Structure determination problems require application of knowledge. They can test some or all of the following:

1.  Your understanding of reactions - the functional group transformation plus any regiochemistry and stereochemistry issues and mechanisms.
2.  How reactions and functional group interconversions are interrelated.
3.  Use of spectropscopic data  (e.g. number of types of H or C, IR bands etc.)
4.  Use of stereochemical data (e.g. enantiomers etc.)
5.  Use of other chemical data (e.g. functional groups test results, numbers of isomers)

The most common reasons for students to struggle with these questions are:

Is there a good way to try to solve such a question ?   YES

1.   Convert the paragraph from the question into a flow chart of all the information : EVERY PICTURE TELLS A STORY !
2.   Interpret the data as you write out the flow chart. Remember each reaction tells you something about the starting material and the product of that reaction.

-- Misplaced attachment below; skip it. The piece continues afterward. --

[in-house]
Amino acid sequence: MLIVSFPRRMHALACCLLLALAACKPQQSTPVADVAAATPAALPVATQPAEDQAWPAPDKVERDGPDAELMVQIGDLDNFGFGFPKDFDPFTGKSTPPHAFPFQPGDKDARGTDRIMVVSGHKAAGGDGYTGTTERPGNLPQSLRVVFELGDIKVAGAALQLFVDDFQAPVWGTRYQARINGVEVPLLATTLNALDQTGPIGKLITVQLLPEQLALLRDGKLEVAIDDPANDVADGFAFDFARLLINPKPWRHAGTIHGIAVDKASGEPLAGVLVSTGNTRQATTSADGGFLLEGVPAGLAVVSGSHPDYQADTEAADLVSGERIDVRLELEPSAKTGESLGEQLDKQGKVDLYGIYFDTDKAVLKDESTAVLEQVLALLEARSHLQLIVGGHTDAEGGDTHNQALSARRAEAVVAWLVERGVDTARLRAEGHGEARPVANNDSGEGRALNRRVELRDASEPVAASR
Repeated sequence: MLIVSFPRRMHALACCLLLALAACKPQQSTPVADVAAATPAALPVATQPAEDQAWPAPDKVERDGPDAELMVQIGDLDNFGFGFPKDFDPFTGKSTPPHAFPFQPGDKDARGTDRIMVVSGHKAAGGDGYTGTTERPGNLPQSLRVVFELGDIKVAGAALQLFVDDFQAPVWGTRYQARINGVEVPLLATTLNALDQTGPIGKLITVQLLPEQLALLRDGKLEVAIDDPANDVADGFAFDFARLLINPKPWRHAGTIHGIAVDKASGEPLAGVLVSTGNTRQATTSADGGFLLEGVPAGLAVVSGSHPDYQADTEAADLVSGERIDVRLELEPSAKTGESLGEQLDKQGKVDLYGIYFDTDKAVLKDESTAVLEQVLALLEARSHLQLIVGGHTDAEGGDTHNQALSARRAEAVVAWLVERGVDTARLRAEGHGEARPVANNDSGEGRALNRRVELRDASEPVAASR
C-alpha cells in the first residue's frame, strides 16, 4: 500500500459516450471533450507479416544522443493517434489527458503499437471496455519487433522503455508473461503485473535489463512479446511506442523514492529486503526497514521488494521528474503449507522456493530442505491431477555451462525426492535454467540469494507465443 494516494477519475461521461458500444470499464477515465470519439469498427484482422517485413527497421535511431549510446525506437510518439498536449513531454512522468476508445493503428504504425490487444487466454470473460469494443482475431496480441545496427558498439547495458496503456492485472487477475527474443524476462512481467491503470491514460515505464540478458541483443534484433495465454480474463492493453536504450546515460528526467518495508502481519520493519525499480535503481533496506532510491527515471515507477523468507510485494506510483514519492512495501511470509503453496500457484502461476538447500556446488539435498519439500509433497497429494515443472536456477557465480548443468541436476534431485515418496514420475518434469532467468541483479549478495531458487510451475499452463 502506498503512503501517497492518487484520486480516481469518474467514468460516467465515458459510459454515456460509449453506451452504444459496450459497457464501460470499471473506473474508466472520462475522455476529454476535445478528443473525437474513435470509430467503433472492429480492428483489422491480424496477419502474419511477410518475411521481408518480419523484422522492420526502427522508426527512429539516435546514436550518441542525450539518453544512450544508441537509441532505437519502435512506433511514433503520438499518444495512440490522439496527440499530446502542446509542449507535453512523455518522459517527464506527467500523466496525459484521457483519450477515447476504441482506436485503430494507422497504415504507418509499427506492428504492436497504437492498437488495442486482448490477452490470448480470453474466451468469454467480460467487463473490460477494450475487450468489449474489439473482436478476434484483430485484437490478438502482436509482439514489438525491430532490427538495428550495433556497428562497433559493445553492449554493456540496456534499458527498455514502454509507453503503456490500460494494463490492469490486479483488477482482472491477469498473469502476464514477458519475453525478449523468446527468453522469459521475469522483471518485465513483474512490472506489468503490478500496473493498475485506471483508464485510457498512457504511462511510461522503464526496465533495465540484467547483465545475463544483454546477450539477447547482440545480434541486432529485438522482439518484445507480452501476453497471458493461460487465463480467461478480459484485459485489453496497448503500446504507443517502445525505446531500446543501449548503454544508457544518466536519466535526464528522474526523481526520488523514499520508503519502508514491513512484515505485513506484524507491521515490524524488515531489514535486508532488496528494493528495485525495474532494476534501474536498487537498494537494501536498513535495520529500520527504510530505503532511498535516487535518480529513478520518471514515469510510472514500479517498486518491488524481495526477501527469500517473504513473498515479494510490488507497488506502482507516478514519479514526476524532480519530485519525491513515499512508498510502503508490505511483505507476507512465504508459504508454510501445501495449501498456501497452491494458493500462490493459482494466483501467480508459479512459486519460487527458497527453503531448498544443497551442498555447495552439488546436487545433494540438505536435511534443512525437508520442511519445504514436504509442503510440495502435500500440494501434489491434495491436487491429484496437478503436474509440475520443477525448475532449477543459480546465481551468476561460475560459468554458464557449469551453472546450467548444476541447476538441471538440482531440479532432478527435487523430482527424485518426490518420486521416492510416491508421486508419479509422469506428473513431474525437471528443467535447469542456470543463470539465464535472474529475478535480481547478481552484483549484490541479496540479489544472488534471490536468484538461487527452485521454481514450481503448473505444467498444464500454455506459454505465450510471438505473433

3.   Include all relevant data (e.g. spectroscopic data, chirality information etc.)
4.   Anytime there is a name of a compound, draw the structure.

Somewhere in the problem there will be a KEY .... this is where you know the MOST about a particular compound in the sequence. It might be the name of a compound, or it may be number of types of C or H present or even chirality information.   IF YOU GET THE KEY STRUCTURE, most of the rest can be readily worked out from there, but you will have to work backwards and forwards from that point.

DON'T  TRY TO GUESS "A" and feed it through the question until it "breaks". It will rarely work first time and is a very time inefficient method.

The problems are like good Suduko problems.... no guessing or trial and error is needed, there should always be something that allows you to logically deduce the next piece.